Expected Biden push on human rights sparks tussle over UN council
A last-minute nomination to lead the UN Human Rights Council appears to be part of an effort by authoritarian countries to preempt the incoming Biden administration's efforts to rally international attention to human rights abuses, the NYT reports.
Background: The Trump administration pulled the U.S. out of the council in 2018, citing anti-Israel bias, and removed human rights as a core consideration in U.S. foreign policy.
- But Biden is expected to both re-engage with international forums and emphasize human rights — a major concern for countries like China, Russia and Saudi Arabia.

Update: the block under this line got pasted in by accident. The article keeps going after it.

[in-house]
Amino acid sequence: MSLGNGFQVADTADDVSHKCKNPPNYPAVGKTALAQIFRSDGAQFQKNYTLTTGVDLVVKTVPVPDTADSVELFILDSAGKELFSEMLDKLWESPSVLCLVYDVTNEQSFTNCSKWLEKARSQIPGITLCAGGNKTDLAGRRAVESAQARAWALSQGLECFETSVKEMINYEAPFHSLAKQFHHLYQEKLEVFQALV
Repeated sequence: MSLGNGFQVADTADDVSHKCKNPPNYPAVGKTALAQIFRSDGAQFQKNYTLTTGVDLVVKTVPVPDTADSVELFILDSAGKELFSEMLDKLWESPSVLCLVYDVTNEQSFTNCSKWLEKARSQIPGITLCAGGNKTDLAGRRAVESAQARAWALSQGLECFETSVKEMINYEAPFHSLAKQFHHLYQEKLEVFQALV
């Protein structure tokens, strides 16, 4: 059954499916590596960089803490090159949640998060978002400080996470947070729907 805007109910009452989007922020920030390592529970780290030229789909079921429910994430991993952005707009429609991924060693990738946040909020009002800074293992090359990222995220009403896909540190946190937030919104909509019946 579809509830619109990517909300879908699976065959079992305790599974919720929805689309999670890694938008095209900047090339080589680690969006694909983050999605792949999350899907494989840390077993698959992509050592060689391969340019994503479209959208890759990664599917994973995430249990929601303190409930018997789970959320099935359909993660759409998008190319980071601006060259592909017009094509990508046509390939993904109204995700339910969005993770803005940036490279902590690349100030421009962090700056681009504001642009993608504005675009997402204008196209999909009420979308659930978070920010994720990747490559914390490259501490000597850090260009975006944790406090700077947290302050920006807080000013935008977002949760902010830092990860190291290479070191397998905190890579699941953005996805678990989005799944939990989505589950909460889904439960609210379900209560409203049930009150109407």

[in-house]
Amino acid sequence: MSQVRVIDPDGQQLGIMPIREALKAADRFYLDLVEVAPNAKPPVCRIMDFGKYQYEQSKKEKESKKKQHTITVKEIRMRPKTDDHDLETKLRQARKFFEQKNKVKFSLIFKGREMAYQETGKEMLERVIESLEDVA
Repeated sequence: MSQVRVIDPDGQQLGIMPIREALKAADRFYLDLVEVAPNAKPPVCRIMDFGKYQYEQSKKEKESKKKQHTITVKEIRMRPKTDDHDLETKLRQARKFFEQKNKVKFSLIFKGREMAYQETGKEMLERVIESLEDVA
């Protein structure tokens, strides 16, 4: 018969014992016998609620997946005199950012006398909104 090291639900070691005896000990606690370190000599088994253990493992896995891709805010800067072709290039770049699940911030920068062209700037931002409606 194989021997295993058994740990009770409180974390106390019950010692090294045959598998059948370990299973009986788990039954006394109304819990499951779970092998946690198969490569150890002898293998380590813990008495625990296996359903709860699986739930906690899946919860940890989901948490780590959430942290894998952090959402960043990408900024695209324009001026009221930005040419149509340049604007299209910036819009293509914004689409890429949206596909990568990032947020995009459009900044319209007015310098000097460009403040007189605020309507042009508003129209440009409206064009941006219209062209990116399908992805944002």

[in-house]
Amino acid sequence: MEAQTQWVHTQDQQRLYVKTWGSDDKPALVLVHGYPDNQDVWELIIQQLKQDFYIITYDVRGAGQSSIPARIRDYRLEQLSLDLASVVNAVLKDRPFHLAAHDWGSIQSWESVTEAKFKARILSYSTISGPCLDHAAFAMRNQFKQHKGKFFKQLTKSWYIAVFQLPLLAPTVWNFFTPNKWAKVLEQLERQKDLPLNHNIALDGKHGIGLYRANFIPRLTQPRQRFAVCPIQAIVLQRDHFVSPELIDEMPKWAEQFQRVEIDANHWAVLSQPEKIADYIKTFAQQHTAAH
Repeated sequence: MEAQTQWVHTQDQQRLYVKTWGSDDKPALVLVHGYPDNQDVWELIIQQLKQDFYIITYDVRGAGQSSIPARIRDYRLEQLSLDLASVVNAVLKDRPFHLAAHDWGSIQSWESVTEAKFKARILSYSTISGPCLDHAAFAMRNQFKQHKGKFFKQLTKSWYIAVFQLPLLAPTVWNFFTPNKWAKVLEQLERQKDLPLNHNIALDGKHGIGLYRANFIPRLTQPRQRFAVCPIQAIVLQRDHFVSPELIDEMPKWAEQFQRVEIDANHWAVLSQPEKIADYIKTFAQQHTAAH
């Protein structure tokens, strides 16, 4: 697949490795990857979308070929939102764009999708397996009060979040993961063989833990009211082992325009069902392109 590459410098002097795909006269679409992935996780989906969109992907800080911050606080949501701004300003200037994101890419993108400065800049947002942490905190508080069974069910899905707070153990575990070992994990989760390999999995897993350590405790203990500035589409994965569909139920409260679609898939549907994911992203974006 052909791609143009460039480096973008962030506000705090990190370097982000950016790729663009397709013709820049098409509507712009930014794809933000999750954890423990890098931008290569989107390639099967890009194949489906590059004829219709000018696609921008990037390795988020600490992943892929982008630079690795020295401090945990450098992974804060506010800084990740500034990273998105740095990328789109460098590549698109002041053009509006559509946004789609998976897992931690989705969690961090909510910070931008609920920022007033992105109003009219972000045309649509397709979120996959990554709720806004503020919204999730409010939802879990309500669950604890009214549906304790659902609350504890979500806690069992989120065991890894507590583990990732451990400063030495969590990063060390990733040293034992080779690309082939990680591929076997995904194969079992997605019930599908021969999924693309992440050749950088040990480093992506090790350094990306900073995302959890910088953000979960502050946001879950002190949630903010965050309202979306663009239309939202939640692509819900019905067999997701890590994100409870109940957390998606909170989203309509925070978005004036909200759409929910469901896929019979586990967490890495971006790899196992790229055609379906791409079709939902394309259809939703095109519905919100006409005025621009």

- According to the NYT, those countries are believed to have helped engineer a twist three days before nominations for the council's presidency closed.
Driving the news: Fiji seemed to have the post sewn up. Then Bahrain, a close Saudi ally, unexpectedly put itself forward.
- Between the lines: "Fiji has backed investigations into reported abuses in Venezuela, Belarus, Syria and Yemen — the sort of country-specific resolutions that have been fiercely denounced by China and others," the NYT notes.